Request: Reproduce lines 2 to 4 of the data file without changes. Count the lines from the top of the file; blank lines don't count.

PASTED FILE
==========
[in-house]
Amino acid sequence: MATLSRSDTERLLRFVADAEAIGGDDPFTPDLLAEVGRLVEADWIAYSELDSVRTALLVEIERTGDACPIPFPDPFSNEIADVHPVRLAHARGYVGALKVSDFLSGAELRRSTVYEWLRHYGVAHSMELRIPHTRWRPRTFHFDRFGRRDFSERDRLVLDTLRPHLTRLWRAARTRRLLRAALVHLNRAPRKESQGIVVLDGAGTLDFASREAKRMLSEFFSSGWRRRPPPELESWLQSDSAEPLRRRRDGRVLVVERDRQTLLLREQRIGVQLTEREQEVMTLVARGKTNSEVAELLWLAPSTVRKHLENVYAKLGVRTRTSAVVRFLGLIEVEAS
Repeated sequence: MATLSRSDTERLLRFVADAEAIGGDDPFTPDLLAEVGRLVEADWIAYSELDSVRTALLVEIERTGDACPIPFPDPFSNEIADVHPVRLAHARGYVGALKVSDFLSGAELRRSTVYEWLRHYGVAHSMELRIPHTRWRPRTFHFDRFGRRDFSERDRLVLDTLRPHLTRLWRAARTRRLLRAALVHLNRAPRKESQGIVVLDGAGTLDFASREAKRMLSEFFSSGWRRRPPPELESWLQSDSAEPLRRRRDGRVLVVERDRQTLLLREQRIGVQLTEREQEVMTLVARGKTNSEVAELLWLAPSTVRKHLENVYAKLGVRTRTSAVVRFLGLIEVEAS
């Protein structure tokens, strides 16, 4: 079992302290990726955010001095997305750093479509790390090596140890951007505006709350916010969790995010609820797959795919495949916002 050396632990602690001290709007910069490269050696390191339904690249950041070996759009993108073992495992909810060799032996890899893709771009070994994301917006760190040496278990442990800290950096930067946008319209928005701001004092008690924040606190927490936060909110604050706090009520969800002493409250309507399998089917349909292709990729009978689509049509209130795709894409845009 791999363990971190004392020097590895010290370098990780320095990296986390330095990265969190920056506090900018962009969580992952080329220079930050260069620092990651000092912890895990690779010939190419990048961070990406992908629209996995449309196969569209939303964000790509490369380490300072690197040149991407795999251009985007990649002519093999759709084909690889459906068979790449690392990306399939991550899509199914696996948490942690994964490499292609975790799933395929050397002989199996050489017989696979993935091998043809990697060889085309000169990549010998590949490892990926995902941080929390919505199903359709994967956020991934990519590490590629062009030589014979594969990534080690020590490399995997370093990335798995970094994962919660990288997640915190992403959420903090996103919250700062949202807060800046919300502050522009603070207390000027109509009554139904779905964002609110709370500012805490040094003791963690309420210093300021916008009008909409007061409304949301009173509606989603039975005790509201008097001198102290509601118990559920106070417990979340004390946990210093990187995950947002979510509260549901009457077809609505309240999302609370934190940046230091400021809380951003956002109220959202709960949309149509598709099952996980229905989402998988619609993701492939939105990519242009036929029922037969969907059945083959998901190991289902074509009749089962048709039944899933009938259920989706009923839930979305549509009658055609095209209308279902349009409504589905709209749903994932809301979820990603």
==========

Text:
Amino acid sequence: MATLSRSDTERLLRFVADAEAIGGDDPFTPDLLAEVGRLVEADWIAYSELDSVRTALLVEIERTGDACPIPFPDPFSNEIADVHPVRLAHARGYVGALKVSDFLSGAELRRSTVYEWLRHYGVAHSMELRIPHTRWRPRTFHFDRFGRRDFSERDRLVLDTLRPHLTRLWRAARTRRLLRAALVHLNRAPRKESQGIVVLDGAGTLDFASREAKRMLSEFFSSGWRRRPPPELESWLQSDSAEPLRRRRDGRVLVVERDRQTLLLREQRIGVQLTEREQEVMTLVARGKTNSEVAELLWLAPSTVRKHLENVYAKLGVRTRTSAVVRFLGLIEVEAS
Repeated sequence: MATLSRSDTERLLRFVADAEAIGGDDPFTPDLLAEVGRLVEADWIAYSELDSVRTALLVEIERTGDACPIPFPDPFSNEIADVHPVRLAHARGYVGALKVSDFLSGAELRRSTVYEWLRHYGVAHSMELRIPHTRWRPRTFHFDRFGRRDFSERDRLVLDTLRPHLTRLWRAARTRRLLRAALVHLNRAPRKESQGIVVLDGAGTLDFASREAKRMLSEFFSSGWRRRPPPELESWLQSDSAEPLRRRRDGRVLVVERDRQTLLLREQRIGVQLTEREQEVMTLVARGKTNSEVAELLWLAPSTVRKHLENVYAKLGVRTRTSAVVRFLGLIEVEAS
């Protein structure tokens, strides 16, 4: 079992302290990726955010001095997305750093479509790390090596140890951007505006709350916010969790995010609820797959795919495949916002 050396632990602690001290709007910069490269050696390191339904690249950041070996759009993108073992495992909810060799032996890899893709771009070994994301917006760190040496278990442990800290950096930067946008319209928005701001004092008690924040606190927490936060909110604050706090009520969800002493409250309507399998089917349909292709990729009978689509049509209130795709894409845009 791999363990971190004392020097590895010290370098990780320095990296986390330095990265969190920056506090900018962009969580992952080329220079930050260069620092990651000092912890895990690779010939190419990048961070990406992908629209996995449309196969569209939303964000790509490369380490300072690197040149991407795999251009985007990649002519093999759709084909690889459906068979790449690392990306399939991550899509199914696996948490942690994964490499292609975790799933395929050397002989199996050489017989696979993935091998043809990697060889085309000169990549010998590949490892990926995902941080929390919505199903359709994967956020991934990519590490590629062009030589014979594969990534080690020590490399995997370093990335798995970094994962919660990288997640915190992403959420903090996103919250700062949202807060800046919300502050522009603070207390000027109509009554139904779905964002609110709370500012805490040094003791963690309420210093300021916008009008909409007061409304949301009173509606989603039975005790509201008097001198102290509601118990559920106070417990979340004390946990210093990187995950947002979510509260549901009457077809609505309240999302609370934190940046230091400021809380951003956002109220959202709960949309149509598709099952996980229905989402998988619609993701492939939105990519242009036929029922037969969907059945083959998901190991289902074509009749089962048709039944899933009938259920989706009923839930979305549509009658055609095209209308279902349009409504589905709209749903994932809301979820990603």